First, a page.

Managing a warehouse is no easy task, regardless of whether it's managing shipping to consumers or businesses, or simply handling inventory for your own company. With that in mind, there are many ways to make sure every process within your facility runs as smoothly as possible to ensure optimal efficiency and operating standards, but there are also a number of ways to get those issues wrong.
Below are six do's and don'ts that will help you manage your warehouse at least a little bit better:
Do: Improve your picking process
One of the biggest time sucks you will likely encounter in your warehouse operations is the time workers have to spend physically traveling to an item's location, pulling it off the shelf and walking it back to their station for boxing and shipping, according to Newcastle Systems. It might therefore make sense for leaders to evaluate whether pickers are taking the most efficient paths to a given item, and what can be done to ensure that happens on an ongoing basis.
Don't: Let inventory pile up
When companies have too much inventory on hand, it can cause a lot of problems, Newcastle Systems cautioned. For that reason, it's important for warehouse decision-makers to ensure they monitor their needs on an ongoing basis to guarantee they have enough inventory on hand to meet demand, but not so much that they end up having an excessive amount cluttering their shelves.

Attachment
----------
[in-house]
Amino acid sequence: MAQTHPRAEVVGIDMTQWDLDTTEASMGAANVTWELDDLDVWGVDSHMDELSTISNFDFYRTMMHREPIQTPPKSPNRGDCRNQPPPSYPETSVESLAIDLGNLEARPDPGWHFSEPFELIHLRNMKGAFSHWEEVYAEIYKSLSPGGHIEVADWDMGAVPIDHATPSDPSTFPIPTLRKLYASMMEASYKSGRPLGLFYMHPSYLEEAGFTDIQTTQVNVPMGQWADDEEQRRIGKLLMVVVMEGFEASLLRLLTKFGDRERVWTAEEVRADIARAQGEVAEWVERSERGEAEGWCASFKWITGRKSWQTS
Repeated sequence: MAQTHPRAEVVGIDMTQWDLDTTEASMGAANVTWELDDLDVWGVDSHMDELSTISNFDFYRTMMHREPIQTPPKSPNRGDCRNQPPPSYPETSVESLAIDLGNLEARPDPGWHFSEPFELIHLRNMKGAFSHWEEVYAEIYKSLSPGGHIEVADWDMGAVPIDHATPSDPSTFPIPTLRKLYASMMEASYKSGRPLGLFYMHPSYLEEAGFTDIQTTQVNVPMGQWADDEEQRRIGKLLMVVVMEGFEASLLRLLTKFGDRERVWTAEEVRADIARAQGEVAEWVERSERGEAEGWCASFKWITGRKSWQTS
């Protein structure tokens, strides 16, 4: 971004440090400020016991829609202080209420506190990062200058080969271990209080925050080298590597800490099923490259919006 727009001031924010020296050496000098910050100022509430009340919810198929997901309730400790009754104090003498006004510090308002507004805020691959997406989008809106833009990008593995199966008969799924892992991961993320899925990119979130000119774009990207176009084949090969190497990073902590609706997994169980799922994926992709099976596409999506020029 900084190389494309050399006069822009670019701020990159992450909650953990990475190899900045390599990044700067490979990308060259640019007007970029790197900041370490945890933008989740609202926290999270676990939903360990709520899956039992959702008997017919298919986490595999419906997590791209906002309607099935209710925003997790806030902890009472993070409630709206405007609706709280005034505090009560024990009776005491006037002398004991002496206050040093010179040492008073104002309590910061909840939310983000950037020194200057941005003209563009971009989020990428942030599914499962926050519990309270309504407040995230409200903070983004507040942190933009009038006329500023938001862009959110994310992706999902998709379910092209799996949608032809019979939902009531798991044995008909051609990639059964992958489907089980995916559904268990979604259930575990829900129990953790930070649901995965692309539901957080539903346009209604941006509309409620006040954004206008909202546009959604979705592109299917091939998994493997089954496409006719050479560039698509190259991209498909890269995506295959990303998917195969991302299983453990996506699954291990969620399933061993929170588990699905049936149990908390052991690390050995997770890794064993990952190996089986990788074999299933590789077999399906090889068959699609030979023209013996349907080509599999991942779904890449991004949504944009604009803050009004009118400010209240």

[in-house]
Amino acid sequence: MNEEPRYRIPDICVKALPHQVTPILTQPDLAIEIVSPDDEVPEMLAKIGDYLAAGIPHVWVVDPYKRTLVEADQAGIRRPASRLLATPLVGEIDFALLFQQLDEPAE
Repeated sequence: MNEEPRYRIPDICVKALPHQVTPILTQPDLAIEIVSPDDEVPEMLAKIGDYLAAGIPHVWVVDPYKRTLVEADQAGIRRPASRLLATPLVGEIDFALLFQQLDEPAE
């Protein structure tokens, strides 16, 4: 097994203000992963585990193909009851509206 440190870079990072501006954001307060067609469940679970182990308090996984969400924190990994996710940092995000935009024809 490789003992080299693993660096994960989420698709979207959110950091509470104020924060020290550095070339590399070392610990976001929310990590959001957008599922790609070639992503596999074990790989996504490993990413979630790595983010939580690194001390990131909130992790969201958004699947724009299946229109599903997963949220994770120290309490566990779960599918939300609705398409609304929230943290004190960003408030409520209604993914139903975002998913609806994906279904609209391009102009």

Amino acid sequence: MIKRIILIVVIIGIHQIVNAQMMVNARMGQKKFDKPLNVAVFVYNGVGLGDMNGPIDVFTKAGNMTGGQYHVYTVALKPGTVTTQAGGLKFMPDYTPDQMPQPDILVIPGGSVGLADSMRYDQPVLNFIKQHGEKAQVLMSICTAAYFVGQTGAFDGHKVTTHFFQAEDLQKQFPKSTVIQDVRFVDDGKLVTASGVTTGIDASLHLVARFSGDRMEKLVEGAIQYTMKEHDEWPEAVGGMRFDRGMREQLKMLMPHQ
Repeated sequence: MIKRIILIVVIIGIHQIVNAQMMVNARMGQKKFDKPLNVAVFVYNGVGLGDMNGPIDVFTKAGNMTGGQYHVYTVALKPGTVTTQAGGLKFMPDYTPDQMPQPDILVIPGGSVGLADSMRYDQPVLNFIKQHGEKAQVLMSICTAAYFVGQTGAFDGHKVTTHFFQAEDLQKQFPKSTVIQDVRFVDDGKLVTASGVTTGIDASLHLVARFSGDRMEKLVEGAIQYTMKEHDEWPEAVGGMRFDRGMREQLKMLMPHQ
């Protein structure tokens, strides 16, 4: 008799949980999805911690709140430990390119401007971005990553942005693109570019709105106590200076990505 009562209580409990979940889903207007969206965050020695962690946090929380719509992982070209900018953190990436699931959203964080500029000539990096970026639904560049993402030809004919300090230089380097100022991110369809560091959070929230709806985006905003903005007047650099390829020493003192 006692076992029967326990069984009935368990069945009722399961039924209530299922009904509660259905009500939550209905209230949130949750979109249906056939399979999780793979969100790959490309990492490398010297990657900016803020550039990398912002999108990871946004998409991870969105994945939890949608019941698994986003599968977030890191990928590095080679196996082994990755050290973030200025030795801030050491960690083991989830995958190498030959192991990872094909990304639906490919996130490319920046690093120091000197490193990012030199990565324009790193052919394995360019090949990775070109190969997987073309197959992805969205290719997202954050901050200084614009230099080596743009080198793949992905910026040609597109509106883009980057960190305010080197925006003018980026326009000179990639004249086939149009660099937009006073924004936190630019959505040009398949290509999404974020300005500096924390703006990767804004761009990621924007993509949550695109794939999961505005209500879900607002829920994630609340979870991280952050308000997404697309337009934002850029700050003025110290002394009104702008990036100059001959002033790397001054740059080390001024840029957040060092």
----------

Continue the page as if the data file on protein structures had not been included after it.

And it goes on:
Do: Reorganize for efficiency
Part and parcel with the above issues is the fact that some warehouses aren't laid out as well as they ought to be, with floor layouts often coming piecemeal rather than being plotted holistically, according to Fleet. It may occasionally be wise to rearrange where everything goes in the warehouse, perhaps moving pickers to more convenient locations or reconfiguring shelving.
Don't: Ignore a mess
Whether it's clutter in the corners or debris in the aisles, a messy warehouse is an inefficient - and potentially dangerous - place, Fleet advised. With that in mind, it's incumbent upon leaders to ensure there is buy-in from everyone in the facility on keeping the entire space clean, and never letting the attitude of "it's someone else's problem" enter the workplace.
Do: Continually invest in the facility
Any warehouse operation's needs will evolve over time, whether it's a month, six months, a year or longer, according to ASAP Courier. Consequently, warehouse managers cannot afford to have a "set it and forget it" attitude. Instead, they need to make sure their workers and the space itself are being properly equipped on an ongoing basis, perhaps supported by regular reviews of needs and shortfalls.
Don't: Ignore maintenance needs
Warehouses can't run at peak efficiency if the equipment, shelving or systems they use every day aren't at peak operating capacity, ASAP Courier noted. For that reason, it's vital to ensure there are routine checks of everything within a facility to ensure there are no breakdowns or other issues that might slow operations, endanger workers or otherwise lead to avoidable hiccups.
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